Endothelial keratoplasty (EK) has revolutionized treatment of corneal endothelial dysfunction. Compared with penetrating keratoplasty (PK), EK provides faster and more reliable visual rehabilitation while maintaining the eye's structural integrity. The number of EK procedures is growing annually and surpassed PK in the United States in 2012. The most widely used iteration, Descemet stripping endothelial keratoplasty (DSEK), implants healthy donor endothelium, Descemet membrane, and posterior stroma. Descemet membrane endothelial keratoplasty (DMEK) eliminates the donor stromal layer. Although more surgically challenging than DSEK, DMEK provides even faster visual rehabilitation and reduced risk of immunologic rejection, so its use is growing. Potential future alternatives to EK that could help address the unmet demand for donor corneas include removing central guttae and regenerating a central endothelial cell layer from healthy peripheral cells in patients with Fuchs' dystrophy or injecting cultured human corneal endothelial cells to rehabilitate eyes without residual healthy endothelium.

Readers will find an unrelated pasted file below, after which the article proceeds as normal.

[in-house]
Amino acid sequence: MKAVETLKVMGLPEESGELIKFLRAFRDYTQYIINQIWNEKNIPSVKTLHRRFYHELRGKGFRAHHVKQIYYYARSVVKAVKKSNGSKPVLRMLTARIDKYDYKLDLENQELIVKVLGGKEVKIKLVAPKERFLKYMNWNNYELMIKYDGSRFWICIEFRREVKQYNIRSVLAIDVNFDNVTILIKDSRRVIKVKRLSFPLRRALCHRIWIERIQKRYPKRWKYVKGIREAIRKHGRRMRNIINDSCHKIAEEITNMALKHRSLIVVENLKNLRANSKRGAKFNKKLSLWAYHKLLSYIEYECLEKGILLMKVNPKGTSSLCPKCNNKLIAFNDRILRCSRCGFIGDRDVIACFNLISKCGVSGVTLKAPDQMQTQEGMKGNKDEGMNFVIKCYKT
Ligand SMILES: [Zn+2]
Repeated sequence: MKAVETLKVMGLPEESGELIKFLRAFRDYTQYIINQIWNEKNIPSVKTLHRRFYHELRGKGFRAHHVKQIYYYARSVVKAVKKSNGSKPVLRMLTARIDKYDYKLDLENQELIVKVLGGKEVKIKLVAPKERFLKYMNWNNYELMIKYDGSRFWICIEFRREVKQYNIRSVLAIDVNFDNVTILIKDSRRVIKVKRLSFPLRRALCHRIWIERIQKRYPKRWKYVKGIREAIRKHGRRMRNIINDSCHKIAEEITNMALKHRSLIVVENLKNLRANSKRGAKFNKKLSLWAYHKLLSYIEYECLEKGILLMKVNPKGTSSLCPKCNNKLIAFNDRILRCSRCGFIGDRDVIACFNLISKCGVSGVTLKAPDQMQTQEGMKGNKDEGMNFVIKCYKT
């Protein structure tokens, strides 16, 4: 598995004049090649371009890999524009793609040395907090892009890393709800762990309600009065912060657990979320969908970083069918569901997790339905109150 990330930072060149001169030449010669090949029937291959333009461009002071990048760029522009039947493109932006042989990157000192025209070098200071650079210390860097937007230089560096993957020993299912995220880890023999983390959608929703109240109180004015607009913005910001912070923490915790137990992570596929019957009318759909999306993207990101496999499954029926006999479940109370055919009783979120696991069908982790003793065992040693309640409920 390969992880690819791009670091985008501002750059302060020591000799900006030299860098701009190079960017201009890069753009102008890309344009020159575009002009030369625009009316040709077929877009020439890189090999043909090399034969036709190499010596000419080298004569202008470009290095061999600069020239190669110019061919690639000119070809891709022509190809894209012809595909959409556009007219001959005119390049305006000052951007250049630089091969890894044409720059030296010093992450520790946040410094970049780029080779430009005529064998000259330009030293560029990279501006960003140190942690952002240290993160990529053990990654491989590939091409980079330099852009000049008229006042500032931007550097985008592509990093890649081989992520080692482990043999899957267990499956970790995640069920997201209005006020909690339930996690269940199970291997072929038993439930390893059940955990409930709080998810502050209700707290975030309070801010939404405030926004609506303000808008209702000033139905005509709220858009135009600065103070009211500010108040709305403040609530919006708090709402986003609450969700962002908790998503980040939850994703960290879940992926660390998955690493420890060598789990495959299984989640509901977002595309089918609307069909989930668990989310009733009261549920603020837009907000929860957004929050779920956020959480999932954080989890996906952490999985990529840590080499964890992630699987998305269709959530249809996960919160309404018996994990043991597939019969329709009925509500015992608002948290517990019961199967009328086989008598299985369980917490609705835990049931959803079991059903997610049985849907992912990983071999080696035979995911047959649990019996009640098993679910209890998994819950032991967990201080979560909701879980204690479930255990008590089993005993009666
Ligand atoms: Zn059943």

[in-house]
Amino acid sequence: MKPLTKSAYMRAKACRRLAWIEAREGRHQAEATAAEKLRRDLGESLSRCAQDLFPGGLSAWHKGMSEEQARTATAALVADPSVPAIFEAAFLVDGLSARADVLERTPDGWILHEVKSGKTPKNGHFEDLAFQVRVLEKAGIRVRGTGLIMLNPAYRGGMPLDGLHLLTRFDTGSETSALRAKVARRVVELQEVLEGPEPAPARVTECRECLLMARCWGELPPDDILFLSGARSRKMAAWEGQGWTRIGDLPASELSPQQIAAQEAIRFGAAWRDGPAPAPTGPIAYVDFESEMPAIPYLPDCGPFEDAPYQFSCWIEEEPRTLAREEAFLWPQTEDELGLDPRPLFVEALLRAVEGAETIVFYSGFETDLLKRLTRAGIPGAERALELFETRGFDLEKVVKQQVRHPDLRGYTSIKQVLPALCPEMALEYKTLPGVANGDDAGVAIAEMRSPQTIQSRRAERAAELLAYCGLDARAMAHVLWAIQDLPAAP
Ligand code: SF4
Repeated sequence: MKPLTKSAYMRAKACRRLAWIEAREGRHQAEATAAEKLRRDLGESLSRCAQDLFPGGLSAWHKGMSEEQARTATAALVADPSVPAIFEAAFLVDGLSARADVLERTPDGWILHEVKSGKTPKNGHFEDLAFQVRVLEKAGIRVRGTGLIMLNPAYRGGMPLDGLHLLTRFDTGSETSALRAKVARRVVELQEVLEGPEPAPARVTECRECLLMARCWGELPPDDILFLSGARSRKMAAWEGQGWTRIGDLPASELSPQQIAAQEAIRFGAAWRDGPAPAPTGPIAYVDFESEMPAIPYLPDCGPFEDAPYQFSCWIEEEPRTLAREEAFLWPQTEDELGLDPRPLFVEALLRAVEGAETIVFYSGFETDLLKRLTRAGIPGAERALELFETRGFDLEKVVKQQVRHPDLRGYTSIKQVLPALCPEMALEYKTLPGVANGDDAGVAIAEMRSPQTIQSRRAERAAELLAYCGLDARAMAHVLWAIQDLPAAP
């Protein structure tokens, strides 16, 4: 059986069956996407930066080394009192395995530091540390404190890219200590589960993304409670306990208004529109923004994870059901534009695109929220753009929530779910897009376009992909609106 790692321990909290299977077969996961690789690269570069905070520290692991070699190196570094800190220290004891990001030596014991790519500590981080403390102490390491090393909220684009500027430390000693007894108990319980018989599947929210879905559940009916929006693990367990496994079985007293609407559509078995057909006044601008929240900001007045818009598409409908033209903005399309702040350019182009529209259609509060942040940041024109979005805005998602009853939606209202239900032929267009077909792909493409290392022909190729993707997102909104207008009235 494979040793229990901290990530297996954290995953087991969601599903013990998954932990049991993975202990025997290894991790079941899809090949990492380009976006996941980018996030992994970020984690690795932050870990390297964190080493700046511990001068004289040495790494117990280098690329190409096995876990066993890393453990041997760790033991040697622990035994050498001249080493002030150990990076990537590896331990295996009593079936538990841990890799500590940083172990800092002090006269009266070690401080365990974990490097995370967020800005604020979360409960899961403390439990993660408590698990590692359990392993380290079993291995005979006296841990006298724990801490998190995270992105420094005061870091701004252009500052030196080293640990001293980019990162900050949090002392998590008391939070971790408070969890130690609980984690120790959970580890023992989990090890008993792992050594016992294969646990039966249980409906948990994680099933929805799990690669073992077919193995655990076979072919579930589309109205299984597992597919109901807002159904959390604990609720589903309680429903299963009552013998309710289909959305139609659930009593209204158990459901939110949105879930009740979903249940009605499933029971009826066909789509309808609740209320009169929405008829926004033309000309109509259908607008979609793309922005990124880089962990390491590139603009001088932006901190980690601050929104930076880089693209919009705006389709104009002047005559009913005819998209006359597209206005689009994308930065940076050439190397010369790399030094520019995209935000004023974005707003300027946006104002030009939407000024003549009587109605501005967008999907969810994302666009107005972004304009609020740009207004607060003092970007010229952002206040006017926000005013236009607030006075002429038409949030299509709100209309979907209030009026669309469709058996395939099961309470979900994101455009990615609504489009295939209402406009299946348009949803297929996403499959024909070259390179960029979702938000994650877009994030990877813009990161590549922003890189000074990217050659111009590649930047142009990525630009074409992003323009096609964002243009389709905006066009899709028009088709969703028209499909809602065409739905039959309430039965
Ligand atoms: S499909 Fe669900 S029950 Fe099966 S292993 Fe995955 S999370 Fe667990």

Keywords: DLEK; DMEK; DSEK; PDEK; endothelial keratoplasty; penetrating keratoplasty.